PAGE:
Saturday, March 15, 2008

Information - Acquisition Versus Analysis

Why We're Powerless To Resist Grazing On Endless Web Data by Lee Gomes of The Wall Street Journal shares the findings of Dr. Irving Biederman. In his research, Dr. Biederman found that "new and richly interpretable information triggers a chemical reaction that makes us feel good, which in turn causes us to seek out even more of it." Dr. Biederman's findings could explain why the Internet has such appeal. Our brains are hardwired to want new information and the Internet is an abundant source that is easy to access.

This story resonated with me since I see myself falling into the trap of information acquisition over information analysis. Information acquisition makes my brain feel good. Watching the stock market via the Internet is fun, entertaining and makes for good stories. I love checking the stock market status constantly throughout day. On the other hand, information analysis can make my brain feel tired. Sorting through data, converting information to knowledge and then taking action for complex projects is hard work.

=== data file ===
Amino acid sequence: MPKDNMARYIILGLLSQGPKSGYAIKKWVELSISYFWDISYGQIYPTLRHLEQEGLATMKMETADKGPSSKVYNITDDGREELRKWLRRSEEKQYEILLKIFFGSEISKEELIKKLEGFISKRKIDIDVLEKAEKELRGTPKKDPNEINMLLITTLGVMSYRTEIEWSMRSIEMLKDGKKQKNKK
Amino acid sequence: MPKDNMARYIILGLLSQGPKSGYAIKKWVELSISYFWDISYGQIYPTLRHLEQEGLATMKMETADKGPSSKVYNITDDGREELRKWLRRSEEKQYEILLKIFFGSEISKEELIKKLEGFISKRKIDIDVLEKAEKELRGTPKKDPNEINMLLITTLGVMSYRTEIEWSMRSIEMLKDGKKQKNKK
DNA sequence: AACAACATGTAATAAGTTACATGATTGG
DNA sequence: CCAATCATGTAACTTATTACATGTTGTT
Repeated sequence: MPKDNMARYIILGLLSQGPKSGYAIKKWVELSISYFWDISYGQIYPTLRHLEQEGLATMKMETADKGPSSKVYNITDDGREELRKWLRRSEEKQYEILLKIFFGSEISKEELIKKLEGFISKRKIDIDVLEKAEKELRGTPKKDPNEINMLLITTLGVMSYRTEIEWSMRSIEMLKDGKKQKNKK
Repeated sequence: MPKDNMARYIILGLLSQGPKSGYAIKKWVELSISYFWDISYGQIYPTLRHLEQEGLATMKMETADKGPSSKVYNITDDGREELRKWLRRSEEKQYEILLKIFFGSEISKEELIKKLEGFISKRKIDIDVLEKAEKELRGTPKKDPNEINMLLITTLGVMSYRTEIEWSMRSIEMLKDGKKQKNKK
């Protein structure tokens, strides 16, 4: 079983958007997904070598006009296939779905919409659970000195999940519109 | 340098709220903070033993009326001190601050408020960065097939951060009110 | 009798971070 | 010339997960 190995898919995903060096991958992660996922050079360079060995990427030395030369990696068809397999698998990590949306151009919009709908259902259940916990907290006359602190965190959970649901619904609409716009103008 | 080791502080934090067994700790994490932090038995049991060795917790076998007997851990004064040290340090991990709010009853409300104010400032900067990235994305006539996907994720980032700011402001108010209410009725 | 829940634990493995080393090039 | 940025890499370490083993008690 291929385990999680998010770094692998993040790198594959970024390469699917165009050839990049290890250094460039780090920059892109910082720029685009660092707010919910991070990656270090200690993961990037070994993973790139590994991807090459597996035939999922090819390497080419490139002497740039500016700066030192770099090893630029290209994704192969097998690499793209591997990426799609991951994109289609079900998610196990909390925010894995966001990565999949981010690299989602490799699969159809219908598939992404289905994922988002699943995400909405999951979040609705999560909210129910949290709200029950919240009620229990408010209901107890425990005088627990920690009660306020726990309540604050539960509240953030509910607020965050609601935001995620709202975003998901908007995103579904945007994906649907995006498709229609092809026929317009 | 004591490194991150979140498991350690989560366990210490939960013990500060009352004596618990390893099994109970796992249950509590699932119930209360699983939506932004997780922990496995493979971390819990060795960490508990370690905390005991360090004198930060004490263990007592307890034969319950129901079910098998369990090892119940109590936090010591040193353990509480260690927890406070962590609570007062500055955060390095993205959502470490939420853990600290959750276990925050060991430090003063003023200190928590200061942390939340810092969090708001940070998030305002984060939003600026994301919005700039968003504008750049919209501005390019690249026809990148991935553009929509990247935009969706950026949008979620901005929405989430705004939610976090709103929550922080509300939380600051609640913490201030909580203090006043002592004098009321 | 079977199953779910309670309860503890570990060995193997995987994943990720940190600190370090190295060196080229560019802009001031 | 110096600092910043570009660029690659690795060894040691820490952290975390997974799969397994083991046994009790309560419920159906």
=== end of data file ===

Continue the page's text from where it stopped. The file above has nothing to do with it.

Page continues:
A personal challenge is to get the right balance of acquisition versus analysis. Right now I am skewed towards information acquisition in a couple of my focus areas. For my dream job, I think I need to invest more time in information analysis. For my stock investments, I think I need to reduce the time spent on information acquisition. Intuitively, I knew I needed to make these changes. Why We're Powerless To Resist Grazing On Endless Web Data helped me to better understand why I may be resisting the change:-)

For more on Reflections and Musings, check back every Saturday for a new segment.

This is not financial advice. Please consult a professional advisor.

Copyright © 2008 Achievement Catalyst, LLC


Kristin said...

Yes, this behavior is easy to find in all of us. It's why I want to spend more time checking my portfolio than researching equities. And why I keep checking sitemeter instead of writing posts!

Just being aware of the behavior should help us to limit our excessive patterns.

Stephen Oakes said...

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